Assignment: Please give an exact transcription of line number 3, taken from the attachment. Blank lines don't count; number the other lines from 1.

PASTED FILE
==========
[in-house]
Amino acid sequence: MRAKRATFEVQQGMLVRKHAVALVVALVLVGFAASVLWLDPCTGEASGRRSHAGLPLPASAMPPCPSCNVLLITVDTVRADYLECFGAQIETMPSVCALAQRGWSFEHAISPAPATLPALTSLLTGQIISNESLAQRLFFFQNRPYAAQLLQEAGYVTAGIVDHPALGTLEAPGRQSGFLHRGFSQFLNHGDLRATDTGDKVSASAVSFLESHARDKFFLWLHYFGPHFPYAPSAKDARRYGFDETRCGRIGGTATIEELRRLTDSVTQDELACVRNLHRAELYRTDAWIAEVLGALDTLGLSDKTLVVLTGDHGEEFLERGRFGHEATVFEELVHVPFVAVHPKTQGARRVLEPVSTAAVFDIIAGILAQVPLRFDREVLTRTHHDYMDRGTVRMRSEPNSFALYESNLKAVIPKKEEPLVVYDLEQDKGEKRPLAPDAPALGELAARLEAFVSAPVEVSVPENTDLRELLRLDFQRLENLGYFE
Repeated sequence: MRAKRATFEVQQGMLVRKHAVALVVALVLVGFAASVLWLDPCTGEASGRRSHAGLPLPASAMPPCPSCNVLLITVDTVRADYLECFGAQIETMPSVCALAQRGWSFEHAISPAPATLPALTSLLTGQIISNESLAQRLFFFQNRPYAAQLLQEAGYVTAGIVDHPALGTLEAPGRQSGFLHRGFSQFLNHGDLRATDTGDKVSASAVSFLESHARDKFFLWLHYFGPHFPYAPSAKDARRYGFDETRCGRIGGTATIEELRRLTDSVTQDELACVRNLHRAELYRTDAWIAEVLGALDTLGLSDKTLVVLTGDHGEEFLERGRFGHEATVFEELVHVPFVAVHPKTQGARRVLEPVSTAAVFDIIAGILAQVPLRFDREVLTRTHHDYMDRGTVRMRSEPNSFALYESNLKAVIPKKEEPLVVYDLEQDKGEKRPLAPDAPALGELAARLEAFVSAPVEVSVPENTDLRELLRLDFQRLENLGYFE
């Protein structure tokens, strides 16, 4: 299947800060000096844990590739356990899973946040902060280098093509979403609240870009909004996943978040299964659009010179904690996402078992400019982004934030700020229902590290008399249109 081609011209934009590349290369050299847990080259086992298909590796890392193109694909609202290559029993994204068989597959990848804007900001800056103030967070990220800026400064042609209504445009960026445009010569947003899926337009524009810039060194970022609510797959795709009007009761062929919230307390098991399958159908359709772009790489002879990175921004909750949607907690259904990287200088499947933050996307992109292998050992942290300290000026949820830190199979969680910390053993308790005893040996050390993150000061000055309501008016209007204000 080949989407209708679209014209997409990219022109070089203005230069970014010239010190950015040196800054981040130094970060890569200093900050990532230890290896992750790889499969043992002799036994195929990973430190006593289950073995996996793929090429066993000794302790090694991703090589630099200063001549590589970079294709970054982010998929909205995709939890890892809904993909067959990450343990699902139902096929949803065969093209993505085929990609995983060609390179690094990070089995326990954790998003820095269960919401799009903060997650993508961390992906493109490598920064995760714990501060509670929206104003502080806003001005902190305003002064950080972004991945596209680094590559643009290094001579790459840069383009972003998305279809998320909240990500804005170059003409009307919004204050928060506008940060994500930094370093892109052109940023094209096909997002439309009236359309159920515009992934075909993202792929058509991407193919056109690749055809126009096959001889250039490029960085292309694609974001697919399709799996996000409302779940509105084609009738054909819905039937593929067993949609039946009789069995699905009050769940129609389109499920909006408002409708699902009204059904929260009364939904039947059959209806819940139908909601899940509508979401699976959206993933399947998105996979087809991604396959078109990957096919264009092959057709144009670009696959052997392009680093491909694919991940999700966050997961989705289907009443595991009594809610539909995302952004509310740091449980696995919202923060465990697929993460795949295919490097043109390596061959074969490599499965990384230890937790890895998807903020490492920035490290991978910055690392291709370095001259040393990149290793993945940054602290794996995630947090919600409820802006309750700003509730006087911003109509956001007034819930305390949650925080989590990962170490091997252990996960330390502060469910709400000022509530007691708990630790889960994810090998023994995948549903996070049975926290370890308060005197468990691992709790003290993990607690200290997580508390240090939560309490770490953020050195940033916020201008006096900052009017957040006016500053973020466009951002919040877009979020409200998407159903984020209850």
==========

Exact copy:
Repeated sequence: MRAKRATFEVQQGMLVRKHAVALVVALVLVGFAASVLWLDPCTGEASGRRSHAGLPLPASAMPPCPSCNVLLITVDTVRADYLECFGAQIETMPSVCALAQRGWSFEHAISPAPATLPALTSLLTGQIISNESLAQRLFFFQNRPYAAQLLQEAGYVTAGIVDHPALGTLEAPGRQSGFLHRGFSQFLNHGDLRATDTGDKVSASAVSFLESHARDKFFLWLHYFGPHFPYAPSAKDARRYGFDETRCGRIGGTATIEELRRLTDSVTQDELACVRNLHRAELYRTDAWIAEVLGALDTLGLSDKTLVVLTGDHGEEFLERGRFGHEATVFEELVHVPFVAVHPKTQGARRVLEPVSTAAVFDIIAGILAQVPLRFDREVLTRTHHDYMDRGTVRMRSEPNSFALYESNLKAVIPKKEEPLVVYDLEQDKGEKRPLAPDAPALGELAARLEAFVSAPVEVSVPENTDLRELLRLDFQRLENLGYFE